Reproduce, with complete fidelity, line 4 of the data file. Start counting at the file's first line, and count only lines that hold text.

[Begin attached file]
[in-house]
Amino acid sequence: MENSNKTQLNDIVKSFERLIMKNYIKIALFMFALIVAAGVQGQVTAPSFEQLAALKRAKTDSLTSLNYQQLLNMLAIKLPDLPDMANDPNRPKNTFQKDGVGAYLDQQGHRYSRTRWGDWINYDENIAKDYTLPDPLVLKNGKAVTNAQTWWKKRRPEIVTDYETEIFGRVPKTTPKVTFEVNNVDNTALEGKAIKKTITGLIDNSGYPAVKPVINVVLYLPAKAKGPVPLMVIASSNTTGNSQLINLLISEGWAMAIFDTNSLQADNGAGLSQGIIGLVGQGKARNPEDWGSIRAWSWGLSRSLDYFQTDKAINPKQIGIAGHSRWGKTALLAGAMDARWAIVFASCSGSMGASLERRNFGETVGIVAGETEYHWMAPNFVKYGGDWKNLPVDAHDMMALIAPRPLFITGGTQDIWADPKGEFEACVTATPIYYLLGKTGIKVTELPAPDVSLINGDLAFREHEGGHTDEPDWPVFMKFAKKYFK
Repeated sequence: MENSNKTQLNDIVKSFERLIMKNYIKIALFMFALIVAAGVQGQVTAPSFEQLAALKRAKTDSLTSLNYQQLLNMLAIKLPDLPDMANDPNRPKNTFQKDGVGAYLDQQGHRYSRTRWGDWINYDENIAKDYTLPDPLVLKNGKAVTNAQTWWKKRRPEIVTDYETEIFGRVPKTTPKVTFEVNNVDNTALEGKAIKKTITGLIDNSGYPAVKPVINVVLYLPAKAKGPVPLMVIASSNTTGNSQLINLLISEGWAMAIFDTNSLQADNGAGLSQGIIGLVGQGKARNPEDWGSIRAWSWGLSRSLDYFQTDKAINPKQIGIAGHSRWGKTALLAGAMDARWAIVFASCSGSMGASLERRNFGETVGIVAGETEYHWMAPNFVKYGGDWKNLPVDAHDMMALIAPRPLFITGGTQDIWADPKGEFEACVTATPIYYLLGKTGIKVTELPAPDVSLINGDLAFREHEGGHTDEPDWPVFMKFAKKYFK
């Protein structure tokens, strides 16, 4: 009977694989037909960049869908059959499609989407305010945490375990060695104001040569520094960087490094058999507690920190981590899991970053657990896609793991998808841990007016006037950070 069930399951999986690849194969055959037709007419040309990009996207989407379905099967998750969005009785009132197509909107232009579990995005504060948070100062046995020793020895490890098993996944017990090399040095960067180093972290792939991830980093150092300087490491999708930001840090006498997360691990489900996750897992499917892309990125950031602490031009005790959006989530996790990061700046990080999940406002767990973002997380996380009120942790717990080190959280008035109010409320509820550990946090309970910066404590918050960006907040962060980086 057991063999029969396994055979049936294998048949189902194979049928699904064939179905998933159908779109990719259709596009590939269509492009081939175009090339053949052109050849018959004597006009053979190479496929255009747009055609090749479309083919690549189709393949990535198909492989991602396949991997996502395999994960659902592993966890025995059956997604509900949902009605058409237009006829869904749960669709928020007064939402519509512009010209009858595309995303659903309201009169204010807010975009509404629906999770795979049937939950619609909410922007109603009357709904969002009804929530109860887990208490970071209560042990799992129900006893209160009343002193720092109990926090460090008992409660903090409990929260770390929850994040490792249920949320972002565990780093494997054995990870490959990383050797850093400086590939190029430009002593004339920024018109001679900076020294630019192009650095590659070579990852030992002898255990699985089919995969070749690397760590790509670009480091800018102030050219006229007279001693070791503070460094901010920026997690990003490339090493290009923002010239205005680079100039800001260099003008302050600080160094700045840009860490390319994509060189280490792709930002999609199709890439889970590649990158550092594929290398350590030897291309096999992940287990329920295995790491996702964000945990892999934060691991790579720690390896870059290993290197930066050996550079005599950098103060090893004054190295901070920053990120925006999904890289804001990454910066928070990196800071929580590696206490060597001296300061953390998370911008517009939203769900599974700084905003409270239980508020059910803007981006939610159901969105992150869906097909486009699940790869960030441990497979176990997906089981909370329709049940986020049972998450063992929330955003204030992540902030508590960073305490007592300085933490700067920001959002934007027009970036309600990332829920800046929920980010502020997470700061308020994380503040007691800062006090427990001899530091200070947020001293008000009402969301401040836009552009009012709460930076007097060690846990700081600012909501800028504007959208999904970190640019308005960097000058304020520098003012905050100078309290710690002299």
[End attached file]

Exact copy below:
């Protein structure tokens, strides 16, 4: 009977694989037909960049869908059959499609989407305010945490375990060695104001040569520094960087490094058999507690920190981590899991970053657990896609793991998808841990007016006037950070 069930399951999986690849194969055959037709007419040309990009996207989407379905099967998750969005009785009132197509909107232009579990995005504060948070100062046995020793020895490890098993996944017990090399040095960067180093972290792939991830980093150092300087490491999708930001840090006498997360691990489900996750897992499917892309990125950031602490031009005790959006989530996790990061700046990080999940406002767990973002997380996380009120942790717990080190959280008035109010409320509820550990946090309970910066404590918050960006907040962060980086 057991063999029969396994055979049936294998048949189902194979049928699904064939179905998933159908779109990719259709596009590939269509492009081939175009090339053949052109050849018959004597006009053979190479496929255009747009055609090749479309083919690549189709393949990535198909492989991602396949991997996502395999994960659902592993966890025995059956997604509900949902009605058409237009006829869904749960669709928020007064939402519509512009010209009858595309995303659903309201009169204010807010975009509404629906999770795979049937939950619609909410922007109603009357709904969002009804929530109860887990208490970071209560042990799992129900006893209160009343002193720092109990926090460090008992409660903090409990929260770390929850994040490792249920949320972002565990780093494997054995990870490959990383050797850093400086590939190029430009002593004339920024018109001679900076020294630019192009650095590659070579990852030992002898255990699985089919995969070749690397760590790509670009480091800018102030050219006229007279001693070791503070460094901010920026997690990003490339090493290009923002010239205005680079100039800001260099003008302050600080160094700045840009860490390319994509060189280490792709930002999609199709890439889970590649990158550092594929290398350590030897291309096999992940287990329920295995790491996702964000945990892999934060691991790579720690390896870059290993290197930066050996550079005599950098103060090893004054190295901070920053990120925006999904890289804001990454910066928070990196800071929580590696206490060597001296300061953390998370911008517009939203769900599974700084905003409270239980508020059910803007981006939610159901969105992150869906097909486009699940790869960030441990497979176990997906089981909370329709049940986020049972998450063992929330955003204030992540902030508590960073305490007592300085933490700067920001959002934007027009970036309600990332829920800046929920980010502020997470700061308020994380503040007691800062006090427990001899530091200070947020001293008000009402969301401040836009552009009012709460930076007097060690846990700081600012909501800028504007959208999904970190640019308005960097000058304020520098003012905050100078309290710690002299």